Last Friday, CMS announced a six month extension of a temporary moratorium preventing new ambulance suppliers and home health agencies in six states from enrolling in Medicare, Medicaid, and the Children’s Health Insurance Program (CHIP).

The moratorium impacts providers in the metropolitan areas of Chicago, Miami, Detroit, Dallas, Houston, and Philadelphia.

Federal regulations established under the Affordable Care Act authorize CMS to “impose a temporary moratorium on newly enrolling Medicare providers and suppliers if it determines that there is a significant potential for fraud, waste, or abuse with respect to a particular provider or supplier type or particular geographic locations.”

The first moratorium was implemented in July of 2013 and was extended and expanded by CMS in February of 2014 and again in August of 2014.

CMS decisions to impose or extend moratoria such as this one are not subject to judicial review.  Affected providers and suppliers have recourse through the administrative appeal process; however, the scope of the appeal process is limited to assessing whether the temporary moratorium applies to the provider or supplier in question.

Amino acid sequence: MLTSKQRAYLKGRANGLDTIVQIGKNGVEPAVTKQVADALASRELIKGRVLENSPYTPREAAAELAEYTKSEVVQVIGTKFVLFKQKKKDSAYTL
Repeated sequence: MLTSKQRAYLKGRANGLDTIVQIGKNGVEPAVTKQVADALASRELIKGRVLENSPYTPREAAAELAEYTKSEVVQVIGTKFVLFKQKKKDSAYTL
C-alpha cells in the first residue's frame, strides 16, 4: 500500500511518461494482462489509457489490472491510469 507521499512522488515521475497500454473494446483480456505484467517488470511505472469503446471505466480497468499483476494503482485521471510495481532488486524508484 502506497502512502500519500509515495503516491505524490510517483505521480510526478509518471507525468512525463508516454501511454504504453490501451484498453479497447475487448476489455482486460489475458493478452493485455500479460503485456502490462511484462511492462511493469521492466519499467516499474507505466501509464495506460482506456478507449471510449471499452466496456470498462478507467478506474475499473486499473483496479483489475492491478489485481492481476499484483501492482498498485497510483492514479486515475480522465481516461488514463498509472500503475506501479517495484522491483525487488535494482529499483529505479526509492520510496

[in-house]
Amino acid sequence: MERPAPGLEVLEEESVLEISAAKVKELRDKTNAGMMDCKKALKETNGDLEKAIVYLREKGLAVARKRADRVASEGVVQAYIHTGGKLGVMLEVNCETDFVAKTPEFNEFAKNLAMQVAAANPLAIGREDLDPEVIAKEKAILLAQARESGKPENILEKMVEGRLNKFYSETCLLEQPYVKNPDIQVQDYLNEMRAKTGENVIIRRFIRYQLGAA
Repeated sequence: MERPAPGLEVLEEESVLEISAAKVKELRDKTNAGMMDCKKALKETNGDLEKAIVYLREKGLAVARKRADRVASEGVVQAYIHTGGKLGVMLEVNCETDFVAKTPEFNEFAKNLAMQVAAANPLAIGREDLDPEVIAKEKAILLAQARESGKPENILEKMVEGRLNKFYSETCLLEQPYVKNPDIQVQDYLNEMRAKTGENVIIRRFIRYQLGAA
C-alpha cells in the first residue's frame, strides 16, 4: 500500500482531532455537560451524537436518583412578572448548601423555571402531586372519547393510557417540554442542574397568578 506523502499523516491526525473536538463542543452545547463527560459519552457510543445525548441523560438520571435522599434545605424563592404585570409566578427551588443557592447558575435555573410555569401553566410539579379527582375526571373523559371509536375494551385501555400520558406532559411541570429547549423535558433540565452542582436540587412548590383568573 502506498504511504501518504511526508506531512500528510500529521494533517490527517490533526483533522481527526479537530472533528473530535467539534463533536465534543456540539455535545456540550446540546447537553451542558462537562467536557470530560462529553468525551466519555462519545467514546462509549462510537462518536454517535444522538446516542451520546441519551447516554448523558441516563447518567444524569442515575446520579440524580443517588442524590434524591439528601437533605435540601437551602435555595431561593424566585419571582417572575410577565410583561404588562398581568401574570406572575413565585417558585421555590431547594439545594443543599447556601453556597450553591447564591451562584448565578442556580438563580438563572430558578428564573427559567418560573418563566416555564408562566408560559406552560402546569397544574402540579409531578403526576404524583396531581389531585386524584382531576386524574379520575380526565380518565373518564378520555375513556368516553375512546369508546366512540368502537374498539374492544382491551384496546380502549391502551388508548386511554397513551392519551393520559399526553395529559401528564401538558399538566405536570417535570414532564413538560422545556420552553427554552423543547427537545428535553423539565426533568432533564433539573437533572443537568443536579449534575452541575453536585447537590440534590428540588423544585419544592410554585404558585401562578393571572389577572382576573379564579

CMS notes that its decision to extend the moratorium was made in consultation with the HHS-Office of Inspector General and the DOJ and was based on extensive data analysis of factors identified as strong indicators of risk, such as a disproportionate number of providers and  suppliers relative to the population of eligible beneficiaries, a sharp increase in the number of providers and supplies applying for Medicare and Medicaid enrollment, and extremely high utilization in certain areas.

In explaining its action, the Agency noted that: “The circumstances warranting the imposition of the moratoria have not yet abated, and CMS has determined that the moratoria are still needed as we monitor the indicators and continue with administrative actions such as payment suspensions and revocations of provider/supplier numbers.”

The moratorium is part of the government’s effort to transition from a “pay and chase” model for combating fraud to a model that is more focused on fraud prevention.



*Savannah Wiseman is admitted only in Texas. Practice supervised by principals of the firm admitted in the District of Columbia.

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